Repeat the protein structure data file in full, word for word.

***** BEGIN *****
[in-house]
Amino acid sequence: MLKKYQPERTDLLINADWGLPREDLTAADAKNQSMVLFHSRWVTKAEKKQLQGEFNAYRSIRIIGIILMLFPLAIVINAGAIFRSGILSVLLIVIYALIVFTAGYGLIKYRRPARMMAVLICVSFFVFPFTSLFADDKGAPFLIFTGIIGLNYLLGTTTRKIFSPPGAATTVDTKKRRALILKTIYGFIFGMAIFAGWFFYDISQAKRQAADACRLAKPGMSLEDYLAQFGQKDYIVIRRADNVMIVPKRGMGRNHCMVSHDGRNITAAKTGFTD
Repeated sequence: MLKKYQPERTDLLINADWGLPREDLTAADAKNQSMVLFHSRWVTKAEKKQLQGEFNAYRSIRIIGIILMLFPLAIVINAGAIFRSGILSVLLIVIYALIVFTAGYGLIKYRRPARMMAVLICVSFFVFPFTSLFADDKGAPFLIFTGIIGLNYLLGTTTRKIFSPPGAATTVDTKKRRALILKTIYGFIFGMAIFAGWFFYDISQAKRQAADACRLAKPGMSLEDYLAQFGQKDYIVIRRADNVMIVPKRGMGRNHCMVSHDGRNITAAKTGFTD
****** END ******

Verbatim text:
[in-house]
Amino acid sequence: MLKKYQPERTDLLINADWGLPREDLTAADAKNQSMVLFHSRWVTKAEKKQLQGEFNAYRSIRIIGIILMLFPLAIVINAGAIFRSGILSVLLIVIYALIVFTAGYGLIKYRRPARMMAVLICVSFFVFPFTSLFADDKGAPFLIFTGIIGLNYLLGTTTRKIFSPPGAATTVDTKKRRALILKTIYGFIFGMAIFAGWFFYDISQAKRQAADACRLAKPGMSLEDYLAQFGQKDYIVIRRADNVMIVPKRGMGRNHCMVSHDGRNITAAKTGFTD
Repeated sequence: MLKKYQPERTDLLINADWGLPREDLTAADAKNQSMVLFHSRWVTKAEKKQLQGEFNAYRSIRIIGIILMLFPLAIVINAGAIFRSGILSVLLIVIYALIVFTAGYGLIKYRRPARMMAVLICVSFFVFPFTSLFADDKGAPFLIFTGIIGLNYLLGTTTRKIFSPPGAATTVDTKKRRALILKTIYGFIFGMAIFAGWFFYDISQAKRQAADACRLAKPGMSLEDYLAQFGQKDYIVIRRADNVMIVPKRGMGRNHCMVSHDGRNITAAKTGFTD